Mahamuni Temple
Mahamuni Temple

Mahamuni Temple

The Mahamuni Temple is a complex of structures located along a road from Mandalay leading to the southwest. It was originally located on A brick paved road which was constructed from the Royal Palace of King Bodawpaya to the eastern gate of the temple, although only remnants of this road can still be seen. A major teaching monastery, known as 'Thudhamma', is one among the many monasteries which are adjacent to the Pagoda. The temple has a central shrine and is framed by an extensive grass lawn. The sanctum sanctorum, where the large Mahamuni image is deified, is a small chamber and has a roof covering made up of seven pyatthat meaning tiered roofs. The ceiling has an ornate mosaic covering. The arcades are supported by 252 gilded, carved columns adorned with fine frescoes.

   
Sagaing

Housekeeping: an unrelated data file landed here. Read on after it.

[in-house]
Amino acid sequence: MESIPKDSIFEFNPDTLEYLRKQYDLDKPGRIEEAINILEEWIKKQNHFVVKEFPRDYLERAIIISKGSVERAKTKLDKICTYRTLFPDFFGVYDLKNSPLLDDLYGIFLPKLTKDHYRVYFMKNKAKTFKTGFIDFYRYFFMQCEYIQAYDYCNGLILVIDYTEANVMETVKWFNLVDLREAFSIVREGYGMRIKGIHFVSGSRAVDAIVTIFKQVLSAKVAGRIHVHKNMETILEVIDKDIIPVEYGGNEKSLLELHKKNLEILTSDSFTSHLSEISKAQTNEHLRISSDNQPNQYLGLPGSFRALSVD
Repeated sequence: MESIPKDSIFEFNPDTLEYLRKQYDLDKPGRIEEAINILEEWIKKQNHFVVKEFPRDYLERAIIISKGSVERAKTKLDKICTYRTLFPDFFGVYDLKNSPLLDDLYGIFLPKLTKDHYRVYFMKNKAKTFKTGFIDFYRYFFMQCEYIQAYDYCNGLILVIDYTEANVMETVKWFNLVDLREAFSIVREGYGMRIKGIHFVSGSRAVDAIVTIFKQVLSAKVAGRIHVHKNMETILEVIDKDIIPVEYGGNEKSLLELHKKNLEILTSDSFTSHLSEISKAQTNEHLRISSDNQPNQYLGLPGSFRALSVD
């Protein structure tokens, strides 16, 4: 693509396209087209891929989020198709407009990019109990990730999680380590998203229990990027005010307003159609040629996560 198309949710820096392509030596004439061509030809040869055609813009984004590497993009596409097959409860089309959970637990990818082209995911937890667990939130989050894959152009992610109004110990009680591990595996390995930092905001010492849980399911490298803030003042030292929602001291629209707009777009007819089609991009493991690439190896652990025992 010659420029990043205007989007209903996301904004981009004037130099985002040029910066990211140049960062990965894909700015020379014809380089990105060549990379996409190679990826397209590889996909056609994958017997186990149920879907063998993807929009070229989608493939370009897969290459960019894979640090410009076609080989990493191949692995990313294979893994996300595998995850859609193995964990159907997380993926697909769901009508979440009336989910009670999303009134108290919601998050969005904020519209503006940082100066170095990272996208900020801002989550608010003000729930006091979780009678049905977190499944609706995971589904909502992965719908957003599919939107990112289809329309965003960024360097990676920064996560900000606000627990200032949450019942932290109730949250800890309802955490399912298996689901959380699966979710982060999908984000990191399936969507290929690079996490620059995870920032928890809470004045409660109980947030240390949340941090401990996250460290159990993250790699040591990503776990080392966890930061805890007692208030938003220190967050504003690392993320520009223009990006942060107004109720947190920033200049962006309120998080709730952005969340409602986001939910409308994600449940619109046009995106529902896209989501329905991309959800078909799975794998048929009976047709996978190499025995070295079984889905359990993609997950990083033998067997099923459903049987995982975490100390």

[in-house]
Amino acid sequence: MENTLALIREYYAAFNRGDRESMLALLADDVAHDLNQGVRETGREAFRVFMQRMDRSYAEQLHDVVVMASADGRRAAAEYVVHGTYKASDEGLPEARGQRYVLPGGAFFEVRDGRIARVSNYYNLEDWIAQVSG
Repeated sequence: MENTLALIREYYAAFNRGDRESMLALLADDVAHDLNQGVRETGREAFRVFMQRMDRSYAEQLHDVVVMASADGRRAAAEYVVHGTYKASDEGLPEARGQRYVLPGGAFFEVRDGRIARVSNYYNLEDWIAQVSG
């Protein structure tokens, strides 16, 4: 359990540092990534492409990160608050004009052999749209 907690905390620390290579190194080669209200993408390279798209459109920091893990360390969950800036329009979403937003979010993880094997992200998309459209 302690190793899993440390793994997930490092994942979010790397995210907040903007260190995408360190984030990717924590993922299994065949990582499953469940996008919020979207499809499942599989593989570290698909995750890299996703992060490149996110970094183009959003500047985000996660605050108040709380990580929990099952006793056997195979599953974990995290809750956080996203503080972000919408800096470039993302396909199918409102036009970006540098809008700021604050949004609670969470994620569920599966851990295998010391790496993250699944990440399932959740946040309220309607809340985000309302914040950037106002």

Sagaing

Sagaing

Sagaing is the capital of Sagaing Region in Myanmar. Located on the Ayeyarwady River, 20 km to the southwest of Mandalay on the opposite bank of the river, Sagaing with numerous Buddhist monasteries is an important religious and monastic center. The pagodas and monasteries crowd the numerous hills along the ridge running parallel to the river. The central pagoda, Soon U Ponya Shin Pagoda, is connected by a set of covered staircases that run up the 240 m hill. Sagaing was the capital of Sagaing Kingdom (1315–1364), one of the minor kingdoms that rose up after the fall of Pagan dynasty. During the Ava period (1364–1555), the city was the common fief of the crown prince or senior princes.

   
Mingun Pahtodawgyi
Mingun Pahtodawgyi

Mingun Pahtodawgyi